Welcome to re:Virals, The Haiku Foundation’s weekly poem commentary feature on some of the finest haiku ever written in English. This week’s poem was
turning crows the distance smokes a yellow tractor — Brendon Kent , Sonic Boom #3 (2015)
Jacob Salzer recalls Steinbeck:
I’ve read that crows are very intelligent. They fact they are turning in this haiku seems to imply that they are turning away from humans, and/or perhaps some form of environmental destruction via the tractor. The 2nd line “the distance smokes” seems to remind us of a dangerous gap that exists between some humans and the earth, and what happens when some people leave behind significant scars, and ignore the damage that has been done. The word “smokes” adds another layer, as it seems to imply a lack of clear understanding, or a distorted point of view.
This haiku also reminds me of Steinbeck’s famous novel, The Grapes of Wrath, and how the tractors in that novel replaced farmers, and traditional farming methods, as the industry and banks forced farmers and their families off their land. And yet, the man in the tractor, who has no real connection to the earth, stands his ground, and speaks of the tractor as a means to make a living, to feed his family. So, we have this paradox of a tractor symbolizing productivity, and wealth—it is a means to feed a family—and yet it is simultaneously completely destroying people’s way of life, and forcing families to leave a place they once called home. The tractor is providing jobs, and feeding some people, but it is also forcing others into long-distance travel, sickness, and ultimately starvation, and even death. Thus, the tractor could simultaneously be seen as a symbol of both power, and corruption.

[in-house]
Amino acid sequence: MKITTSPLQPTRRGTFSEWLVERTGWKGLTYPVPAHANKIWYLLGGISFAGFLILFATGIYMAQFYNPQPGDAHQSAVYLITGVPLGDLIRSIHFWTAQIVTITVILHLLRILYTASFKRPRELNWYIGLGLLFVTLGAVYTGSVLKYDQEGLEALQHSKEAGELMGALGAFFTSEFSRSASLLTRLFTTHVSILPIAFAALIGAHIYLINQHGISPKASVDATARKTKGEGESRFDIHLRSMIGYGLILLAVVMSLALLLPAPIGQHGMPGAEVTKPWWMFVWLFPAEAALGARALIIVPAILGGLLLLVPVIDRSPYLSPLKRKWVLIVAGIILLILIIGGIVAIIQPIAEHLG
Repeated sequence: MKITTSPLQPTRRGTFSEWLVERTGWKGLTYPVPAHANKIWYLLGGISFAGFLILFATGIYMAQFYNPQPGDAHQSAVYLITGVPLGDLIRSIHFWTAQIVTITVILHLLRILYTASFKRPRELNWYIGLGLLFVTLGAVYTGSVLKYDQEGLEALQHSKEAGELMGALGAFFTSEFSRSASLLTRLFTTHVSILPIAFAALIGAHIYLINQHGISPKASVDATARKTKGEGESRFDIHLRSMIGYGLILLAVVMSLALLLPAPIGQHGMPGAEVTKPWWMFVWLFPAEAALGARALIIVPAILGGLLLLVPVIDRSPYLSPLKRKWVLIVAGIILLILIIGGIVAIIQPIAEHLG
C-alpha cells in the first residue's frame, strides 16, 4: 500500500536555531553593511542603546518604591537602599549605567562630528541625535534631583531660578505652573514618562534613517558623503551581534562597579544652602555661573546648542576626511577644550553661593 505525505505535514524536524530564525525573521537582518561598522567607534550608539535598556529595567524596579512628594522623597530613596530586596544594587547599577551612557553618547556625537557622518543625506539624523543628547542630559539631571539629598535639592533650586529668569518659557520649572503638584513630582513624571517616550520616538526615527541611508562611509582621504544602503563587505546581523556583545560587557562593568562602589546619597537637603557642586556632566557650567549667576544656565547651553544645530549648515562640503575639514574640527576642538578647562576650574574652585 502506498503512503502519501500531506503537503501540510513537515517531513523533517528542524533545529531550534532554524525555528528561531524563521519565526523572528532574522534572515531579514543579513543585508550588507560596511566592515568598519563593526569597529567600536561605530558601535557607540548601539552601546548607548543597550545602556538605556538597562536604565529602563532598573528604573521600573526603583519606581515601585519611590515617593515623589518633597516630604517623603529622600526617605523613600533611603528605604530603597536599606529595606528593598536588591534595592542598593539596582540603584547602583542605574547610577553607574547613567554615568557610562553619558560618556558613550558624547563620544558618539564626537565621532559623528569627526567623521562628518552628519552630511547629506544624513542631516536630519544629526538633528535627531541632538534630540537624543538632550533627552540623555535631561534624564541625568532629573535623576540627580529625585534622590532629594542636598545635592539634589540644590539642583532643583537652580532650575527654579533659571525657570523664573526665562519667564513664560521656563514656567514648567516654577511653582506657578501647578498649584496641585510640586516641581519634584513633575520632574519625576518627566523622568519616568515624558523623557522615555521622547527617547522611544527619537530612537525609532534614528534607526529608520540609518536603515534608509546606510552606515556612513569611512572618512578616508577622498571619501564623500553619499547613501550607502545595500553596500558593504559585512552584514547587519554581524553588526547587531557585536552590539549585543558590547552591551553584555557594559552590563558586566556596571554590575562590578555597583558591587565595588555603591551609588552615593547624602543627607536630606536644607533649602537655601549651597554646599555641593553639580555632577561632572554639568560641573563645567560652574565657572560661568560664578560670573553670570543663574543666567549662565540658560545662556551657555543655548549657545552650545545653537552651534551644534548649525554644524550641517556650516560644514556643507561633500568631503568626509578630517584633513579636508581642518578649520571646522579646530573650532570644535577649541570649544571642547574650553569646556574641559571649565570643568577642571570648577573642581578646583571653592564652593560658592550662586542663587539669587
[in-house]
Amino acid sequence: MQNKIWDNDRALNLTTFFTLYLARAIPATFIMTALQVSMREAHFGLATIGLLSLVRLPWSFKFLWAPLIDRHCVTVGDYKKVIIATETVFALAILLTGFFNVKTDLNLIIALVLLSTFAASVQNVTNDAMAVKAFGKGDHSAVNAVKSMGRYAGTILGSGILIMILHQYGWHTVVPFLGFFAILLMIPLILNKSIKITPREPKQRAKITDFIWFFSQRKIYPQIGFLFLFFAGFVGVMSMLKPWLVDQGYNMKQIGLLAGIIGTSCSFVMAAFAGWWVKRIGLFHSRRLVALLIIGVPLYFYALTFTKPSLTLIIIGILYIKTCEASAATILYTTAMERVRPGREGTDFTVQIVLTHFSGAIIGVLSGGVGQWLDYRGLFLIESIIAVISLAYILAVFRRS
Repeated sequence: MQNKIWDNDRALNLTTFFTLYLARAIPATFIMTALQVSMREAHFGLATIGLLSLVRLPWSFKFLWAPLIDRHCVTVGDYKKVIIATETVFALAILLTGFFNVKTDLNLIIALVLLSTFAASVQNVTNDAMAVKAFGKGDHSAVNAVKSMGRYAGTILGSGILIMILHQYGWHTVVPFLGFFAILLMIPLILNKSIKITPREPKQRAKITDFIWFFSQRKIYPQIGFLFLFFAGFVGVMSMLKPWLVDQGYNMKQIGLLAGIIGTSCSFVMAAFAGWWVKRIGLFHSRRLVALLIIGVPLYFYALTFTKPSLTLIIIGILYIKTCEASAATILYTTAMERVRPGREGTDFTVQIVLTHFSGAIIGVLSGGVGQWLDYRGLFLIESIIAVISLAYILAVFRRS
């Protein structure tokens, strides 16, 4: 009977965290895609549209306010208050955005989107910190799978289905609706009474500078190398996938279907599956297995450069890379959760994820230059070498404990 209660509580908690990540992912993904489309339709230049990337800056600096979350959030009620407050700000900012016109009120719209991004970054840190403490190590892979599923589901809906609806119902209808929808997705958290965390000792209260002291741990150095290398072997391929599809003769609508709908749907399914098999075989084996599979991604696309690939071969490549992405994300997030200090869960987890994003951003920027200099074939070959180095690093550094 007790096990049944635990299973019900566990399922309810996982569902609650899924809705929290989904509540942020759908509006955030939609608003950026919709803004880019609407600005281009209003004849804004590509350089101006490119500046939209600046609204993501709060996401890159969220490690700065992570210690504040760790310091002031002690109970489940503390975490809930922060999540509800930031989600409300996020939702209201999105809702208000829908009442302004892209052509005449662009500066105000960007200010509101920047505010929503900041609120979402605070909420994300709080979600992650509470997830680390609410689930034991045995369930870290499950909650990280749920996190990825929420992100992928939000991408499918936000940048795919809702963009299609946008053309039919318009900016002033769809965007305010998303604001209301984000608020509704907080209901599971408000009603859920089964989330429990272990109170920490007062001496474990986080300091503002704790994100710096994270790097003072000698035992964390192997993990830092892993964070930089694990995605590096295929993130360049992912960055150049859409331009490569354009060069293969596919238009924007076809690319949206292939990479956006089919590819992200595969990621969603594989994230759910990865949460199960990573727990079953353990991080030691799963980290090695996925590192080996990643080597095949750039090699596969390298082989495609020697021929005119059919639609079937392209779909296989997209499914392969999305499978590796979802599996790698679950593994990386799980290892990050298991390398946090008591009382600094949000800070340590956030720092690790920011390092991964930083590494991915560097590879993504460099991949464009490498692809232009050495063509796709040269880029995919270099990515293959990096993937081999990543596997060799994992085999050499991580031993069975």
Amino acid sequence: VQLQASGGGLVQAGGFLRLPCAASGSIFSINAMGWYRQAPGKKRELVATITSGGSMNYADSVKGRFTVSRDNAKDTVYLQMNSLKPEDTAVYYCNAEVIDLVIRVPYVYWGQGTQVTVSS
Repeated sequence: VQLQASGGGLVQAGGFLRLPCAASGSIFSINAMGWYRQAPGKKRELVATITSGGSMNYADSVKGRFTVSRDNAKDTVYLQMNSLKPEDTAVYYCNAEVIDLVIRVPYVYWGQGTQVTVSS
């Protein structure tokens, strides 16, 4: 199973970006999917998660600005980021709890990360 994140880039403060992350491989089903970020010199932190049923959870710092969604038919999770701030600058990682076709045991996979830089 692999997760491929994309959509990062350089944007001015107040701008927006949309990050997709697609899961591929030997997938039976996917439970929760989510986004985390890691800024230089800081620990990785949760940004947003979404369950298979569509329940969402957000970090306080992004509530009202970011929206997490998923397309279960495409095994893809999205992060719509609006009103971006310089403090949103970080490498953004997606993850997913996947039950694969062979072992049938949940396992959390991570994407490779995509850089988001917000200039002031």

Could the smoke be from a forest fire? Or perhaps it’s coming from the tractor itself? Is the tractor being swallowed by its own flames? There is some mystery to this haiku, drawing the reader in, yet it’s grounded in vivid imagery with the crows, and the stark, yellow tractor, and the smoke.
From another angle, I see the smoke is not coming from the tractor itself, or from perhaps a dense fog, or smoke from flames, etc., but is rather coming from the mind of a human. In other words, it seems thoughts are like smoke. In that regard, the distance in the mind seems to signify reaching the edge of understanding. It is the edge of the English Language. It is the edge between the known and the unknown.
Here is an old poem of mine that was conjured up by reading Brendon’s haiku:"Wandering Eyes" How far can we look from where we stand? here and now through these wandering eyes can they escape their own reflection? blending with grey skies waiting for clear eyes to see past the transient rain falling into a vast blue sea the observation of another world reveals a new one through a new pair of eyes you may see yourself in motion but only in your wandering eyes who knows what a dreamer might see
David Jacobs is a satisfied reader: